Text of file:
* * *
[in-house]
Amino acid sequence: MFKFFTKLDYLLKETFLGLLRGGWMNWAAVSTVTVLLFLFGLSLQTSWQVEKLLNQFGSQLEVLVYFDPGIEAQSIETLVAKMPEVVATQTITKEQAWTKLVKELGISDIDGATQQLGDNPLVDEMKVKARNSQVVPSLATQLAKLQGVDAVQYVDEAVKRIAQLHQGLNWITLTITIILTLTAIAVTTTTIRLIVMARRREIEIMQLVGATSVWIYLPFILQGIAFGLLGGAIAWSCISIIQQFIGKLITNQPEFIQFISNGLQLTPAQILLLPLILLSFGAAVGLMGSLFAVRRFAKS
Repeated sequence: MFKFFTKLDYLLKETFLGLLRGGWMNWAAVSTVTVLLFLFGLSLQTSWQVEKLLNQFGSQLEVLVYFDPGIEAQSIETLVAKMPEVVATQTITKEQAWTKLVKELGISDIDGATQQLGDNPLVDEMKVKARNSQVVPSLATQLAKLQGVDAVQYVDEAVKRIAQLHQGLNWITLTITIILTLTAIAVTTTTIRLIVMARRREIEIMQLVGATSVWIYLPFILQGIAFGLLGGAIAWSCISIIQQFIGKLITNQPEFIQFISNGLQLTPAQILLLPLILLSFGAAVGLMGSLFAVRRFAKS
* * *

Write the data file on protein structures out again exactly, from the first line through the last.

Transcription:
[in-house]
Amino acid sequence: MFKFFTKLDYLLKETFLGLLRGGWMNWAAVSTVTVLLFLFGLSLQTSWQVEKLLNQFGSQLEVLVYFDPGIEAQSIETLVAKMPEVVATQTITKEQAWTKLVKELGISDIDGATQQLGDNPLVDEMKVKARNSQVVPSLATQLAKLQGVDAVQYVDEAVKRIAQLHQGLNWITLTITIILTLTAIAVTTTTIRLIVMARRREIEIMQLVGATSVWIYLPFILQGIAFGLLGGAIAWSCISIIQQFIGKLITNQPEFIQFISNGLQLTPAQILLLPLILLSFGAAVGLMGSLFAVRRFAKS
Repeated sequence: MFKFFTKLDYLLKETFLGLLRGGWMNWAAVSTVTVLLFLFGLSLQTSWQVEKLLNQFGSQLEVLVYFDPGIEAQSIETLVAKMPEVVATQTITKEQAWTKLVKELGISDIDGATQQLGDNPLVDEMKVKARNSQVVPSLATQLAKLQGVDAVQYVDEAVKRIAQLHQGLNWITLTITIILTLTAIAVTTTTIRLIVMARRREIEIMQLVGATSVWIYLPFILQGIAFGLLGGAIAWSCISIIQQFIGKLITNQPEFIQFISNGLQLTPAQILLLPLILLSFGAAVGLMGSLFAVRRFAKS